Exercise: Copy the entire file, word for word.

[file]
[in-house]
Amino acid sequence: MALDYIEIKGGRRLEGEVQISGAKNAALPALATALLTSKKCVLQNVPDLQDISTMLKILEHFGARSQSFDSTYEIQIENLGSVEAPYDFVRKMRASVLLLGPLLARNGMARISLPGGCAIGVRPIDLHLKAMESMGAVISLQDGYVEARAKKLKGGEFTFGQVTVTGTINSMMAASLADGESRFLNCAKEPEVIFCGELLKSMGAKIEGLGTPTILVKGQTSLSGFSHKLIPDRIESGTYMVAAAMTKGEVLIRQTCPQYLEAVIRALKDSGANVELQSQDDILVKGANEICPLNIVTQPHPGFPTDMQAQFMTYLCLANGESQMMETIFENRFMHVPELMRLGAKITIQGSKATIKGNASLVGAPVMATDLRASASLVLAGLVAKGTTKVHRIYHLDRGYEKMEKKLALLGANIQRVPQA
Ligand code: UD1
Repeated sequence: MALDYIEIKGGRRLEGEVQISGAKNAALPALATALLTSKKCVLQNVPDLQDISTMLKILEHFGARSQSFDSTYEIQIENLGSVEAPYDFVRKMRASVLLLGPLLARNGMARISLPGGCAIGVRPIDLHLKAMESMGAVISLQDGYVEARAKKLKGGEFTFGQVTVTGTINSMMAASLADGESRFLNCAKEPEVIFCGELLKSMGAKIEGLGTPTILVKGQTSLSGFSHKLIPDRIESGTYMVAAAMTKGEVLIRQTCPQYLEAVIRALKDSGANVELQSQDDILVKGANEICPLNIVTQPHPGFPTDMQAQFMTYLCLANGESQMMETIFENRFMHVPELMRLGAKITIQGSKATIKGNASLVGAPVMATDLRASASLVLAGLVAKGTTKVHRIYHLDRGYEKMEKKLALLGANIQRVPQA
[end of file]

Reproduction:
[in-house]
Amino acid sequence: MALDYIEIKGGRRLEGEVQISGAKNAALPALATALLTSKKCVLQNVPDLQDISTMLKILEHFGARSQSFDSTYEIQIENLGSVEAPYDFVRKMRASVLLLGPLLARNGMARISLPGGCAIGVRPIDLHLKAMESMGAVISLQDGYVEARAKKLKGGEFTFGQVTVTGTINSMMAASLADGESRFLNCAKEPEVIFCGELLKSMGAKIEGLGTPTILVKGQTSLSGFSHKLIPDRIESGTYMVAAAMTKGEVLIRQTCPQYLEAVIRALKDSGANVELQSQDDILVKGANEICPLNIVTQPHPGFPTDMQAQFMTYLCLANGESQMMETIFENRFMHVPELMRLGAKITIQGSKATIKGNASLVGAPVMATDLRASASLVLAGLVAKGTTKVHRIYHLDRGYEKMEKKLALLGANIQRVPQA
Ligand code: UD1
Repeated sequence: MALDYIEIKGGRRLEGEVQISGAKNAALPALATALLTSKKCVLQNVPDLQDISTMLKILEHFGARSQSFDSTYEIQIENLGSVEAPYDFVRKMRASVLLLGPLLARNGMARISLPGGCAIGVRPIDLHLKAMESMGAVISLQDGYVEARAKKLKGGEFTFGQVTVTGTINSMMAASLADGESRFLNCAKEPEVIFCGELLKSMGAKIEGLGTPTILVKGQTSLSGFSHKLIPDRIESGTYMVAAAMTKGEVLIRQTCPQYLEAVIRALKDSGANVELQSQDDILVKGANEICPLNIVTQPHPGFPTDMQAQFMTYLCLANGESQMMETIFENRFMHVPELMRLGAKITIQGSKATIKGNASLVGAPVMATDLRASASLVLAGLVAKGTTKVHRIYHLDRGYEKMEKKLALLGANIQRVPQA